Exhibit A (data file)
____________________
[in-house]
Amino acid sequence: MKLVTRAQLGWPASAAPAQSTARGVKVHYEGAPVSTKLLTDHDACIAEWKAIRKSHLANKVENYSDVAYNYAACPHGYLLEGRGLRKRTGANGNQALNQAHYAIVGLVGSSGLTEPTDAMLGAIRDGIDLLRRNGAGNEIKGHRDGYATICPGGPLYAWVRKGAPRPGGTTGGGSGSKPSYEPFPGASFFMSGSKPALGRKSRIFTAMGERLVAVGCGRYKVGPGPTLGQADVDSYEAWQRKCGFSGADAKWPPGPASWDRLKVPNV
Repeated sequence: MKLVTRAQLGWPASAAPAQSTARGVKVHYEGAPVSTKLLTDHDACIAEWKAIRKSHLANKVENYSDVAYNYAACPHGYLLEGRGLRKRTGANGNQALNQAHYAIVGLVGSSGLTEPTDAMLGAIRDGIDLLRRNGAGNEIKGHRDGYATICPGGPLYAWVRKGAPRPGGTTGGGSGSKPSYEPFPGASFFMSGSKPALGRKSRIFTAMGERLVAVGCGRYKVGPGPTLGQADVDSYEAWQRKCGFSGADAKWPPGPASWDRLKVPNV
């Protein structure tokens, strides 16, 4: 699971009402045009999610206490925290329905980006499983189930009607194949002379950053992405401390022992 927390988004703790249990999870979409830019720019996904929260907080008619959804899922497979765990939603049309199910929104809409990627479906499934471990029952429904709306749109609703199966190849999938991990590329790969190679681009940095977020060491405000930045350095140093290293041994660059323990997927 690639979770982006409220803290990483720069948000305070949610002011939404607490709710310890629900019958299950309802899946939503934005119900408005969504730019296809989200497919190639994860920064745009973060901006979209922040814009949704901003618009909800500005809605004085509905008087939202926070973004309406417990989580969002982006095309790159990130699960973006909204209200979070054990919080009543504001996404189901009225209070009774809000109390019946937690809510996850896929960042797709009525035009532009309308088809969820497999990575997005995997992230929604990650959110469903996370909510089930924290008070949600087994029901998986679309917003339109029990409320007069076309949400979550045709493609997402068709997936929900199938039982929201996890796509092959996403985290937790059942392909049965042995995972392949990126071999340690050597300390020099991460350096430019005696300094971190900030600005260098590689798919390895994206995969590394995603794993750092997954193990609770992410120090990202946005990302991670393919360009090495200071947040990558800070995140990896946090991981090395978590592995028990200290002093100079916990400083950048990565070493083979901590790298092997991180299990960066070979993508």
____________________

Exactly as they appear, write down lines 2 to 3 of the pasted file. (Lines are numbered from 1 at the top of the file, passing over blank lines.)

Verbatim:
Amino acid sequence: MKLVTRAQLGWPASAAPAQSTARGVKVHYEGAPVSTKLLTDHDACIAEWKAIRKSHLANKVENYSDVAYNYAACPHGYLLEGRGLRKRTGANGNQALNQAHYAIVGLVGSSGLTEPTDAMLGAIRDGIDLLRRNGAGNEIKGHRDGYATICPGGPLYAWVRKGAPRPGGTTGGGSGSKPSYEPFPGASFFMSGSKPALGRKSRIFTAMGERLVAVGCGRYKVGPGPTLGQADVDSYEAWQRKCGFSGADAKWPPGPASWDRLKVPNV
Repeated sequence: MKLVTRAQLGWPASAAPAQSTARGVKVHYEGAPVSTKLLTDHDACIAEWKAIRKSHLANKVENYSDVAYNYAACPHGYLLEGRGLRKRTGANGNQALNQAHYAIVGLVGSSGLTEPTDAMLGAIRDGIDLLRRNGAGNEIKGHRDGYATICPGGPLYAWVRKGAPRPGGTTGGGSGSKPSYEPFPGASFFMSGSKPALGRKSRIFTAMGERLVAVGCGRYKVGPGPTLGQADVDSYEAWQRKCGFSGADAKWPPGPASWDRLKVPNV